The changes come into force in February 2023, while a planned increase in duty on spirits like Scotch whisky, wine, cider and beer has been cancelled in a tax cut worth £3billion. Karen Betts, chief executive of The Scotch Whisky Association, said: “By freezing duty, the Chancellor has given welcome relief to all distillers, specifically in Scotland where 92 per cent of all UK spirits are produced or bottled.
“It’s confirmation the UK Government wants to support one of Scotland’s most important industries and take action to protect jobs, investment and exports and to bolster the recovery in hospitality and tourism.”
An extra £2billion will go to schools and colleges to help with their Covid recovery programmes – taking the total to nearly £5billion.
The Chancellor said the Government had ambitious plans to improve the life chances of future generations.
Around £300million will be spent on a Start For Life programme to help new parents, improve perinatal mental health, and fund a network of family hubs.
Childcare providers will be given a £170million funding increase over the next four years to improve quality and £150million will go on training and development for early years workers.
School holiday food and activity programmes will continue in a £200million-a-year programme.
Hauliers were handed a lifeline with the suspension of the HGV road user levy until 2023. The tax is a time-based charge of up to £1,000 a year or £10 a day and applies to all vehicles weighing 12 tons or more using UK roads.
The charge, paid by vehicle owners, also makes sure HGV operators from abroad are paying towards the cost of building and maintaining roads in Britain.
The Chancellor said it was being suspended for a further year after being initially halted until August. The Government is also freezing vehicle excise duty for HGVs.
Transport Secretary Grant Shapps will additionally roll out new funding to improve lorry parks having already introduced temporary visas to manage the driver shortage.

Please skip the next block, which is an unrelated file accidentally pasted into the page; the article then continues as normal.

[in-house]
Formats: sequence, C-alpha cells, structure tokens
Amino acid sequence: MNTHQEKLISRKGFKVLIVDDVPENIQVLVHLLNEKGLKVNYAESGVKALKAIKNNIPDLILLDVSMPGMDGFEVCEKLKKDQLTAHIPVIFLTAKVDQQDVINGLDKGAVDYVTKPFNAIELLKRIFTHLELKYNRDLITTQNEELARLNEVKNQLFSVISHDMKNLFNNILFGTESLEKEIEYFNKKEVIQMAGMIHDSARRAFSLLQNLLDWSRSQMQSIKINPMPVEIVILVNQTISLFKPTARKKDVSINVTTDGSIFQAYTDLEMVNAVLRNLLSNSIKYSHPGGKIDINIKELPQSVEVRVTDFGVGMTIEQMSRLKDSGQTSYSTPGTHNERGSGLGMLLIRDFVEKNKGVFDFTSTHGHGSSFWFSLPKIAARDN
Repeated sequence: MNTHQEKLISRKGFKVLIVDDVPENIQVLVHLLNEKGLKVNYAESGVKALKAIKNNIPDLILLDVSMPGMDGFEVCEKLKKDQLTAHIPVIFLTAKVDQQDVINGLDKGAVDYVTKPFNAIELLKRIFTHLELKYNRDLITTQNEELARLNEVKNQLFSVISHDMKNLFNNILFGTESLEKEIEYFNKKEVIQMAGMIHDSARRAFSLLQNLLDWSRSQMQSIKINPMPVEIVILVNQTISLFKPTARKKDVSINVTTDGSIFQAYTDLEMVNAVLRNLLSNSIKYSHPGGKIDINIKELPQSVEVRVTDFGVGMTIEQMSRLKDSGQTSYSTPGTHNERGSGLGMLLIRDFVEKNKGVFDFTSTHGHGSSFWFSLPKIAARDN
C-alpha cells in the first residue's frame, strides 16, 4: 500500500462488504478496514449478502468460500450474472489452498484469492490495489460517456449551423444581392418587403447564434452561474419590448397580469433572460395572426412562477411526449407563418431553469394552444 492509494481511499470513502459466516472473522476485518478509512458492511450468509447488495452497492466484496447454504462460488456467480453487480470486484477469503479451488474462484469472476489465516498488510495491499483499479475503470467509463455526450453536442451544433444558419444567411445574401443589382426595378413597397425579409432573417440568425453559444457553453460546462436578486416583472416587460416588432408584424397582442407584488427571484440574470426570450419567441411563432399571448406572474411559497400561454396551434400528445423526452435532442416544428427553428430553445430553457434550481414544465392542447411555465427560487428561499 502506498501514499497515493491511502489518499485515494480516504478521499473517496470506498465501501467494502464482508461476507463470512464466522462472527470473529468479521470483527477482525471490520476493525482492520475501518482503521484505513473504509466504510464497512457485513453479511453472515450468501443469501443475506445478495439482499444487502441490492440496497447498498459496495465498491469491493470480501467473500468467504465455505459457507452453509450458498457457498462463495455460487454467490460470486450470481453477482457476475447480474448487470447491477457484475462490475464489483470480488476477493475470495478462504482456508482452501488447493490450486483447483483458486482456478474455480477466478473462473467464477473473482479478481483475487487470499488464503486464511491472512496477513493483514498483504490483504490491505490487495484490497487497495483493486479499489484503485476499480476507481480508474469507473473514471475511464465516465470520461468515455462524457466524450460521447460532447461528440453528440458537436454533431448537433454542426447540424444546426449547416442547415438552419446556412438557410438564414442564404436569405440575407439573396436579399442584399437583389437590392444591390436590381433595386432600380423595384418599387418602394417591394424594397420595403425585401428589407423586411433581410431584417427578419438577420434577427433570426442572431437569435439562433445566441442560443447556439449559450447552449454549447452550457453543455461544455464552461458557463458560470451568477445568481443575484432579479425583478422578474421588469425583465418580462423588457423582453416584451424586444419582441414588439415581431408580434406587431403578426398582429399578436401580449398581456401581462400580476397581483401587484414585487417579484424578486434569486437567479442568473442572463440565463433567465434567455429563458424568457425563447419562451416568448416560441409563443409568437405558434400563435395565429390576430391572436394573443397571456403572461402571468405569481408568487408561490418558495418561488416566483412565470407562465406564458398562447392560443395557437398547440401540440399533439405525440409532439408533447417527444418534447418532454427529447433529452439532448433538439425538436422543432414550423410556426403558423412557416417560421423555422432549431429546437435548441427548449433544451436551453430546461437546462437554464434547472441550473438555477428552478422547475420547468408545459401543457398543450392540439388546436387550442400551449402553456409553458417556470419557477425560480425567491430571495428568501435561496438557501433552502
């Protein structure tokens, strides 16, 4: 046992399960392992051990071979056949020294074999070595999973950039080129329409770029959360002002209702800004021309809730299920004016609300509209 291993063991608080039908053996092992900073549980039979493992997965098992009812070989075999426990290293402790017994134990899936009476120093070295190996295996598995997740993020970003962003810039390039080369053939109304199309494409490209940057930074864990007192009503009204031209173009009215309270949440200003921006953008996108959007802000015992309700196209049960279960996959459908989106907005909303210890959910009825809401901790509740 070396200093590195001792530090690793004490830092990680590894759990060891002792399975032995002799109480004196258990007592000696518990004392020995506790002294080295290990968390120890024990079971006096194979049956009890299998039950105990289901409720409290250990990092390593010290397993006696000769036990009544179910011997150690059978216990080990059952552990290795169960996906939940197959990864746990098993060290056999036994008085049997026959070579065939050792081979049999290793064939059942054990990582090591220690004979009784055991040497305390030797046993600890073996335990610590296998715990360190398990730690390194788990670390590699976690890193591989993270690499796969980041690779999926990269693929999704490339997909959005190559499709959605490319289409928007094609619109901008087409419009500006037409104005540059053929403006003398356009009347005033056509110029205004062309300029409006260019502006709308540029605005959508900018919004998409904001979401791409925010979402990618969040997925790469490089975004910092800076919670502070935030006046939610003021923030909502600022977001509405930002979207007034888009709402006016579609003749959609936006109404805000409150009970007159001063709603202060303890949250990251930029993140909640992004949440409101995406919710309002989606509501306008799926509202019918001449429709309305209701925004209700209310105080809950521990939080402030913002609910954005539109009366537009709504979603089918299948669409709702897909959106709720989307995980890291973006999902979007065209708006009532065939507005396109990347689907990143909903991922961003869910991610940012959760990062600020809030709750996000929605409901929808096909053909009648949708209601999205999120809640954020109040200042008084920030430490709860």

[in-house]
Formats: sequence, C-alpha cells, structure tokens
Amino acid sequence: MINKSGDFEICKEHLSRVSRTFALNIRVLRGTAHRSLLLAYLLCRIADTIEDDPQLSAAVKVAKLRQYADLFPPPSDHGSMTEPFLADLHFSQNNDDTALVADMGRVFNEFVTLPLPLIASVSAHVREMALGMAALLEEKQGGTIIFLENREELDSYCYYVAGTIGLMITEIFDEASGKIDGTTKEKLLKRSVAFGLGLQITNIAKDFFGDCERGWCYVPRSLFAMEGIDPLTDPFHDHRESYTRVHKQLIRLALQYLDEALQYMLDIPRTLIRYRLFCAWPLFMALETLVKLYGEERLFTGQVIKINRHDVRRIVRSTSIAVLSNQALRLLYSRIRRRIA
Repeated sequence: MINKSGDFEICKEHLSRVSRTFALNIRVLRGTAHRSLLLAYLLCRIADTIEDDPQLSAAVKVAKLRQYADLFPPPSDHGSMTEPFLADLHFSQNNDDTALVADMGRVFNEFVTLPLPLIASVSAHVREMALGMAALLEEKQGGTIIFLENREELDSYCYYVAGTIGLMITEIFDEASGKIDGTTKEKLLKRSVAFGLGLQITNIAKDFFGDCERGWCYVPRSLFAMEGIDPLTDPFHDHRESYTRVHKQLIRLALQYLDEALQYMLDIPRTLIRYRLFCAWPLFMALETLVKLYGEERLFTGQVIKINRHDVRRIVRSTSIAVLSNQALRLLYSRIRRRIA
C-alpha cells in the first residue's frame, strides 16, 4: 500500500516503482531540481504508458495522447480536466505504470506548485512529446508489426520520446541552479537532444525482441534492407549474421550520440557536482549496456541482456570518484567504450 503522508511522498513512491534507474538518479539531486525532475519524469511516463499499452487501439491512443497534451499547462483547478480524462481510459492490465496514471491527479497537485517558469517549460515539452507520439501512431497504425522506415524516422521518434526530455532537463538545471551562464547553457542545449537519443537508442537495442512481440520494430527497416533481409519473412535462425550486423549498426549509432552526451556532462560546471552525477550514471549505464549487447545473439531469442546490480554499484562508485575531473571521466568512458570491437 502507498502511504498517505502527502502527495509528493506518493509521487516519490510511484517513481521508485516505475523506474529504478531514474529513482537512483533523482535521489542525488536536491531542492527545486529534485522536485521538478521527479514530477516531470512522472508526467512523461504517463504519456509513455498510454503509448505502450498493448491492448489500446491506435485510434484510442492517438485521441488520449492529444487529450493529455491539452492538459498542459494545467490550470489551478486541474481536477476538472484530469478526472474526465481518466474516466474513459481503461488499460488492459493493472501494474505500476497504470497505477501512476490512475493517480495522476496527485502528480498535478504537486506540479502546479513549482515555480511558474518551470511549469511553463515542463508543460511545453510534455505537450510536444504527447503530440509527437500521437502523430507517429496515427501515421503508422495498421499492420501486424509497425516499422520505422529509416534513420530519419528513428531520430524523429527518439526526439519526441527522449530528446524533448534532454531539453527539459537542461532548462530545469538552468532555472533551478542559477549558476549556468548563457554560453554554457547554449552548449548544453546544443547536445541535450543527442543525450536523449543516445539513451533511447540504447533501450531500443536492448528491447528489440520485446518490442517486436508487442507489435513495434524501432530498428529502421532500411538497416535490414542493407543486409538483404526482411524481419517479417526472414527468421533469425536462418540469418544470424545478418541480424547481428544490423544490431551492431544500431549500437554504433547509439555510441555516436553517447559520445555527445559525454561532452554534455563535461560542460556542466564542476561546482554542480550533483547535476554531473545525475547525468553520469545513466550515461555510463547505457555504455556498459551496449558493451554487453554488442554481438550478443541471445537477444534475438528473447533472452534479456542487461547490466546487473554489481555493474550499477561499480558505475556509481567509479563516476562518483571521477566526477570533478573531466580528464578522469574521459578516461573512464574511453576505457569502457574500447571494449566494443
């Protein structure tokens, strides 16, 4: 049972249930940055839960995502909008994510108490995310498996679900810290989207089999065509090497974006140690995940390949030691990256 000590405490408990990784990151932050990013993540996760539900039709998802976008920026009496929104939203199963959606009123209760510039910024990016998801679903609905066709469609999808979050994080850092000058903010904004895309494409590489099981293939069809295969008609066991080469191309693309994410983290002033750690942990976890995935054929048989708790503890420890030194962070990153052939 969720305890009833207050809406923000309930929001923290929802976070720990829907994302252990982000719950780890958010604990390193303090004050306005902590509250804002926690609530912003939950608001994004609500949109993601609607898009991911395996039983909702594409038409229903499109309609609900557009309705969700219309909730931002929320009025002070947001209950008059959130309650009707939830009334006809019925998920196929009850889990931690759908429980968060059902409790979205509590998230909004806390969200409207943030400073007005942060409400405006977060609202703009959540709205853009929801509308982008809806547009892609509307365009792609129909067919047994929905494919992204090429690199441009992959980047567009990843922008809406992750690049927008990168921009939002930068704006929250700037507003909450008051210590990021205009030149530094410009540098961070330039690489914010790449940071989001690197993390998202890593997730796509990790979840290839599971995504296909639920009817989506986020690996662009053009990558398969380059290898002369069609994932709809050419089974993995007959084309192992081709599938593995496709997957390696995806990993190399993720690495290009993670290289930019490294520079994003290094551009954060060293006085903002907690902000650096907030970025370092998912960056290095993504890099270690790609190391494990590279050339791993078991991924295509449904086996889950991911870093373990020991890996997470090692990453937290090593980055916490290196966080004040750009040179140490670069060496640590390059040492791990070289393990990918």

The response comes after reports raised fears that millions of families would have to go without at Christmas.
The Road Haulage Association estimates there are around 100,000 HGV driver vacancies – up from 50,000 in 2018.
The Government said up to 4,000 people would be trained to help tackle the shortage and one million letters are being sent to those who hold a current HGV driving licence to encourage them back.
Property developers will have to pay a four percent tax on new-build homes to fund the removal of dangerous, flammable cladding.
The Residential Property Developers Tax will raise around £5billion as the Government charges large construction companies with profits of more than £25million.
Many homeowners have been left with ruinous bills after dangerous cladding was discovered on their properties.
The levy will help fund the removal of unsafe materials on high-rise buildings found after the Grenfell Tower disaster in June 2017.
But Lawrence Bowles, at estate agents Savills, only 31 developers made profits of more than £25million in 2019, the last year when housebuilding was not disrupted by the pandemic.